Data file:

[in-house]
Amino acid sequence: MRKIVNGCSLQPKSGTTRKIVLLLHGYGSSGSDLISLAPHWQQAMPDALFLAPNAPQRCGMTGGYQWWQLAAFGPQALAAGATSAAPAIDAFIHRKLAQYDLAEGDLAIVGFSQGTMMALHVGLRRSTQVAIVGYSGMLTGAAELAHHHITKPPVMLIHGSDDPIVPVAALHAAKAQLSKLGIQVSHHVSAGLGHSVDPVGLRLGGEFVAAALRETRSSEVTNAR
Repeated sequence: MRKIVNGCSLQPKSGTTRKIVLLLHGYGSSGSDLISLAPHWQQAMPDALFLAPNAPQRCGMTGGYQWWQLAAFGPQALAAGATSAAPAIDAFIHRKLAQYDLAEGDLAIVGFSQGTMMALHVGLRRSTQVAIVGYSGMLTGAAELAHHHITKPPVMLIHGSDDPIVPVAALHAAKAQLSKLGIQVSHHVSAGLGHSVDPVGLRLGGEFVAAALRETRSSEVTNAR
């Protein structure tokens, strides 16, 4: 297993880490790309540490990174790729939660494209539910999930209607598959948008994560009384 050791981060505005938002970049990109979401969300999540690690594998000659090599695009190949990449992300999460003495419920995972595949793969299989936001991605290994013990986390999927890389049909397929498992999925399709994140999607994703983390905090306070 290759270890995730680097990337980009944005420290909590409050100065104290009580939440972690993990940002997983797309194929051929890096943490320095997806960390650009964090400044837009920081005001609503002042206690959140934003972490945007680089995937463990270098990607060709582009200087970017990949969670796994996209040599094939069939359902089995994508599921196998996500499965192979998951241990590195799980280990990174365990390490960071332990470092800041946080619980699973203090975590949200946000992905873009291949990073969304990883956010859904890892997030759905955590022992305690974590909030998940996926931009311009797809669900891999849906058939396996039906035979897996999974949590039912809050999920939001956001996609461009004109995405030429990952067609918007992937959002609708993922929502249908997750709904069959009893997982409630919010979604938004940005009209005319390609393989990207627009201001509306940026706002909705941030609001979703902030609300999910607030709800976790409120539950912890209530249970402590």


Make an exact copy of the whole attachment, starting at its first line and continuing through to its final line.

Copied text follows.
[in-house]
Amino acid sequence: MRKIVNGCSLQPKSGTTRKIVLLLHGYGSSGSDLISLAPHWQQAMPDALFLAPNAPQRCGMTGGYQWWQLAAFGPQALAAGATSAAPAIDAFIHRKLAQYDLAEGDLAIVGFSQGTMMALHVGLRRSTQVAIVGYSGMLTGAAELAHHHITKPPVMLIHGSDDPIVPVAALHAAKAQLSKLGIQVSHHVSAGLGHSVDPVGLRLGGEFVAAALRETRSSEVTNAR
Repeated sequence: MRKIVNGCSLQPKSGTTRKIVLLLHGYGSSGSDLISLAPHWQQAMPDALFLAPNAPQRCGMTGGYQWWQLAAFGPQALAAGATSAAPAIDAFIHRKLAQYDLAEGDLAIVGFSQGTMMALHVGLRRSTQVAIVGYSGMLTGAAELAHHHITKPPVMLIHGSDDPIVPVAALHAAKAQLSKLGIQVSHHVSAGLGHSVDPVGLRLGGEFVAAALRETRSSEVTNAR
């Protein structure tokens, strides 16, 4: 297993880490790309540490990174790729939660494209539910999930209607598959948008994560009384 050791981060505005938002970049990109979401969300999540690690594998000659090599695009190949990449992300999460003495419920995972595949793969299989936001991605290994013990986390999927890389049909397929498992999925399709994140999607994703983390905090306070 290759270890995730680097990337980009944005420290909590409050100065104290009580939440972690993990940002997983797309194929051929890096943490320095997806960390650009964090400044837009920081005001609503002042206690959140934003972490945007680089995937463990270098990607060709582009200087970017990949969670796994996209040599094939069939359902089995994508599921196998996500499965192979998951241990590195799980280990990174365990390490960071332990470092800041946080619980699973203090975590949200946000992905873009291949990073969304990883956010859904890892997030759905955590022992305690974590909030998940996926931009311009797809669900891999849906058939396996039906035979897996999974949590039912809050999920939001956001996609461009004109995405030429990952067609918007992937959002609708993922929502249908997750709904069959009893997982409630919010979604938004940005009209005319390609393989990207627009201001509306940026706002909705941030609001979703902030609300999910607030709800976790409120539950912890209530249970402590």